The former president, whom House Democrats have accused of inciting the rioters at a rally earlier the same day, is already hemorrhaging support within the GOP. Recent public polls have shown a sharp decline in support among Republican voters for a potential Trump comeback bid in 2024. And a widely televised trial that reminds voters and lawmakers of the disturbing moments when MAGA devotees assaulted law enforcement officials and broke into the Capitol building could harm his future political aspirations even more.
“The Democrats have a very emotional and compelling case,” said former White House chief strategist Steve Bannon. “They’re going to try to convict him in the eyes of the American people and smear him forever.”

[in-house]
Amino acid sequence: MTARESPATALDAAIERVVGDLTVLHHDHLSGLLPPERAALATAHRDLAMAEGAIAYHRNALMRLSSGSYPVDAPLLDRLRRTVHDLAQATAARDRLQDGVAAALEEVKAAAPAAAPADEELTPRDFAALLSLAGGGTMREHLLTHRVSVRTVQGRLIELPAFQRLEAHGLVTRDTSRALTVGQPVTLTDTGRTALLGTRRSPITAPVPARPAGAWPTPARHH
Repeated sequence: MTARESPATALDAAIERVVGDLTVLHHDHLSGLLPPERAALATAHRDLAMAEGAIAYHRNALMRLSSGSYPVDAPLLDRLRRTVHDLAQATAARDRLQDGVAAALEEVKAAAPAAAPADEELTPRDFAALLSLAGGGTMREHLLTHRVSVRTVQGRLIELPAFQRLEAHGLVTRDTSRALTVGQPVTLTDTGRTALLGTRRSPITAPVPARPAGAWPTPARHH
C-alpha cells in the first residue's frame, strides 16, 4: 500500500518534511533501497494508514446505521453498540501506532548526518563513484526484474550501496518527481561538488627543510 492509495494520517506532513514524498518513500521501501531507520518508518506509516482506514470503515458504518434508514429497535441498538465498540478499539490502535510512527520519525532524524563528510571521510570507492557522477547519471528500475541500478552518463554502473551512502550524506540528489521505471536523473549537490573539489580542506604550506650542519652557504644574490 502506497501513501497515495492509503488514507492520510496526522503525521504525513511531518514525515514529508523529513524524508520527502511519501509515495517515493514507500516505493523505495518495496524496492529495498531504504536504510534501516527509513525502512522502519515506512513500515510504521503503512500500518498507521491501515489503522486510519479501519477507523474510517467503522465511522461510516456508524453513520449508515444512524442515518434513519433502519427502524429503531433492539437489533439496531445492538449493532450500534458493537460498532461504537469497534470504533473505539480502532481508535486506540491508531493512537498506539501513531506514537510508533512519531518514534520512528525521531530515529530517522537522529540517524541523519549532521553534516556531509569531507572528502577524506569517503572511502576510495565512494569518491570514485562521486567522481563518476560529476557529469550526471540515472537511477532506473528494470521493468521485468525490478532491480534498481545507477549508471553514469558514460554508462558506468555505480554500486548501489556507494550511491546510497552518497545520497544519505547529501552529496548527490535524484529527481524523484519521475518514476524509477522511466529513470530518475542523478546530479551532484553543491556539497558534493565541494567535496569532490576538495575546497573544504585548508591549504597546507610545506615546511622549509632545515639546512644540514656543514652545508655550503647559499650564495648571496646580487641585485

Trump’s legal team appears to have similar trepidations that next week’s proceedings will turn into a high-profile retelling of the riots and his role in them. To prevent that from happening, his lawyers have centered their case on whether it is constitutional to impeach a president after he’s left office. They also plan to argue that he did not engage in insurrection, saying his fiery speech on the ellipse of the White House was protected by the First Amendment, without indulging a lengthy discussion about what happened on Jan. 6.